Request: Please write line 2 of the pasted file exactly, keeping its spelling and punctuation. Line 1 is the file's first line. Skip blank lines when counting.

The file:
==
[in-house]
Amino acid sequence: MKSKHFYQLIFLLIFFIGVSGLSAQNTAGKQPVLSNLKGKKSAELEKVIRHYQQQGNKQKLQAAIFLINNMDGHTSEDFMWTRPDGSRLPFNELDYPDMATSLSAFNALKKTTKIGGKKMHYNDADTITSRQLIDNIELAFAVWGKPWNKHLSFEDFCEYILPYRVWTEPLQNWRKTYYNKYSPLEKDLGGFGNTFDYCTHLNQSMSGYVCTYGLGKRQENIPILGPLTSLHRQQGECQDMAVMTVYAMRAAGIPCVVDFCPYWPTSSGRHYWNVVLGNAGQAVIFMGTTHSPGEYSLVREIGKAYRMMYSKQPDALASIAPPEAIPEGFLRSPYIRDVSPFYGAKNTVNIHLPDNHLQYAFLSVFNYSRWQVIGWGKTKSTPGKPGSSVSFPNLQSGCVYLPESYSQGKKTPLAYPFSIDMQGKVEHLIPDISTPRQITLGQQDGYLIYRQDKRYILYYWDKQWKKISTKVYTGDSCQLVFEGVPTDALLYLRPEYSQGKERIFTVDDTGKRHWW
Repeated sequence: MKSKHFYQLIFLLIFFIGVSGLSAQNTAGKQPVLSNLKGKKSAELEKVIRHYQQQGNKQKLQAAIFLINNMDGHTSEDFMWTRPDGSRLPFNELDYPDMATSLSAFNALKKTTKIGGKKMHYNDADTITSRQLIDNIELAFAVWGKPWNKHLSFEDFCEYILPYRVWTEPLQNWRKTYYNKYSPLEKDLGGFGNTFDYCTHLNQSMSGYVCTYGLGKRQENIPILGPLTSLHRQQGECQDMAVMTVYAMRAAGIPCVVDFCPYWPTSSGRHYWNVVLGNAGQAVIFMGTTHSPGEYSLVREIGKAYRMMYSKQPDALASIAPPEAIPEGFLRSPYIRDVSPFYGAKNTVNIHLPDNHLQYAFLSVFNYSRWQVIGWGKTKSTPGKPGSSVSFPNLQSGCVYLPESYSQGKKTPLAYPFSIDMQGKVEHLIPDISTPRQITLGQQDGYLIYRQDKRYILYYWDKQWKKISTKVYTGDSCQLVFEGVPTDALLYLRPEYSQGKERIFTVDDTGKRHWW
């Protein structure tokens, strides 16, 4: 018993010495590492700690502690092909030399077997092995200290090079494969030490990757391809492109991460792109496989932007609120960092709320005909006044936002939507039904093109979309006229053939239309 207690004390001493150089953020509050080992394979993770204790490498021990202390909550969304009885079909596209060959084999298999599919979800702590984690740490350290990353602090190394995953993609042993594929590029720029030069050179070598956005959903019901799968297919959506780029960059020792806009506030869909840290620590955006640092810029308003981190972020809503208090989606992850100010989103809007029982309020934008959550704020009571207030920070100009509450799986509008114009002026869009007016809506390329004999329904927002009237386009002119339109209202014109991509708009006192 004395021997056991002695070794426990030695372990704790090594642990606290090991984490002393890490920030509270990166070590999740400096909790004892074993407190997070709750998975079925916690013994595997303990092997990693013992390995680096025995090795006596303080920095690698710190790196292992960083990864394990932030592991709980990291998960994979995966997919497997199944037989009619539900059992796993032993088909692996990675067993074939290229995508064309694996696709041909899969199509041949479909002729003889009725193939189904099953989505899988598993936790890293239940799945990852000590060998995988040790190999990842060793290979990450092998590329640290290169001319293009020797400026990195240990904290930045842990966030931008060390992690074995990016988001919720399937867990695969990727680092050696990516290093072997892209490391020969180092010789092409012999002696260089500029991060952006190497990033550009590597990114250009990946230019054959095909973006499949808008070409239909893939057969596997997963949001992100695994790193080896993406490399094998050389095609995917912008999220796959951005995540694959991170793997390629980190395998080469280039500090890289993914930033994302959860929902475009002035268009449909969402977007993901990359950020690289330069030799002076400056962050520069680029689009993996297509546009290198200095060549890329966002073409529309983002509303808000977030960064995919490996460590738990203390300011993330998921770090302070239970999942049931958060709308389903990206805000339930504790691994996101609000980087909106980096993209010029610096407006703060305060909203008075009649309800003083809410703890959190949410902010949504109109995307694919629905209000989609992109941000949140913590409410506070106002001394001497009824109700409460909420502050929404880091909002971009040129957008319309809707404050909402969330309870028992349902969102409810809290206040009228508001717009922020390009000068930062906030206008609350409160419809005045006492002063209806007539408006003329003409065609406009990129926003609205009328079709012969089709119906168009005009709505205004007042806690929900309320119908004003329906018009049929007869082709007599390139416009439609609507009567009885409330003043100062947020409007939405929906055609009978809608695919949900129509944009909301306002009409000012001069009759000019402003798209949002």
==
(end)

Amino acid sequence: MKSKHFYQLIFLLIFFIGVSGLSAQNTAGKQPVLSNLKGKKSAELEKVIRHYQQQGNKQKLQAAIFLINNMDGHTSEDFMWTRPDGSRLPFNELDYPDMATSLSAFNALKKTTKIGGKKMHYNDADTITSRQLIDNIELAFAVWGKPWNKHLSFEDFCEYILPYRVWTEPLQNWRKTYYNKYSPLEKDLGGFGNTFDYCTHLNQSMSGYVCTYGLGKRQENIPILGPLTSLHRQQGECQDMAVMTVYAMRAAGIPCVVDFCPYWPTSSGRHYWNVVLGNAGQAVIFMGTTHSPGEYSLVREIGKAYRMMYSKQPDALASIAPPEAIPEGFLRSPYIRDVSPFYGAKNTVNIHLPDNHLQYAFLSVFNYSRWQVIGWGKTKSTPGKPGSSVSFPNLQSGCVYLPESYSQGKKTPLAYPFSIDMQGKVEHLIPDISTPRQITLGQQDGYLIYRQDKRYILYYWDKQWKKISTKVYTGDSCQLVFEGVPTDALLYLRPEYSQGKERIFTVDDTGKRHWW